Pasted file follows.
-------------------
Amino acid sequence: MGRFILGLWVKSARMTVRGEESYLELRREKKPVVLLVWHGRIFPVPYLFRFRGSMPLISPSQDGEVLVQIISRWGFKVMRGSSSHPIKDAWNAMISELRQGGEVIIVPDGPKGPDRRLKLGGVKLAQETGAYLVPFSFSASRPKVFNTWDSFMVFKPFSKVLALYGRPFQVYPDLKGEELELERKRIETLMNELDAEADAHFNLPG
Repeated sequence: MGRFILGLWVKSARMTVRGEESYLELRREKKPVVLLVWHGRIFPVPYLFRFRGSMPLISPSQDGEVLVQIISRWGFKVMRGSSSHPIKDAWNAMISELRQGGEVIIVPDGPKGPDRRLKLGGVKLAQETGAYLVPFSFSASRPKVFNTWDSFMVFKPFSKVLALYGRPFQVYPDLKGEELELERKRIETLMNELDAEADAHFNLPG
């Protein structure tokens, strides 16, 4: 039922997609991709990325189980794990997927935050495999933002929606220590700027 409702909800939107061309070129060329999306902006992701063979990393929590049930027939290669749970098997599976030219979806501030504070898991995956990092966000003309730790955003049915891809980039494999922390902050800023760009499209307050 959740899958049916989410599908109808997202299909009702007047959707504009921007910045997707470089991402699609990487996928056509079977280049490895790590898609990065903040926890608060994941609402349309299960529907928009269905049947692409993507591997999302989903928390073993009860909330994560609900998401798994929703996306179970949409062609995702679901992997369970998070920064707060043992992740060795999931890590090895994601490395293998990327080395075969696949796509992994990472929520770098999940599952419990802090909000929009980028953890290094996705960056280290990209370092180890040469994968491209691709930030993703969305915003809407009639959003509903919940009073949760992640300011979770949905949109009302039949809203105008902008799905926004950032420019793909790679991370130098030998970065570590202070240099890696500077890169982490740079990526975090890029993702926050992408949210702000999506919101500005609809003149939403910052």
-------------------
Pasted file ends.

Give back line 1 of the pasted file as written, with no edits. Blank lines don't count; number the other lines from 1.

Amino acid sequence: MGRFILGLWVKSARMTVRGEESYLELRREKKPVVLLVWHGRIFPVPYLFRFRGSMPLISPSQDGEVLVQIISRWGFKVMRGSSSHPIKDAWNAMISELRQGGEVIIVPDGPKGPDRRLKLGGVKLAQETGAYLVPFSFSASRPKVFNTWDSFMVFKPFSKVLALYGRPFQVYPDLKGEELELERKRIETLMNELDAEADAHFNLPG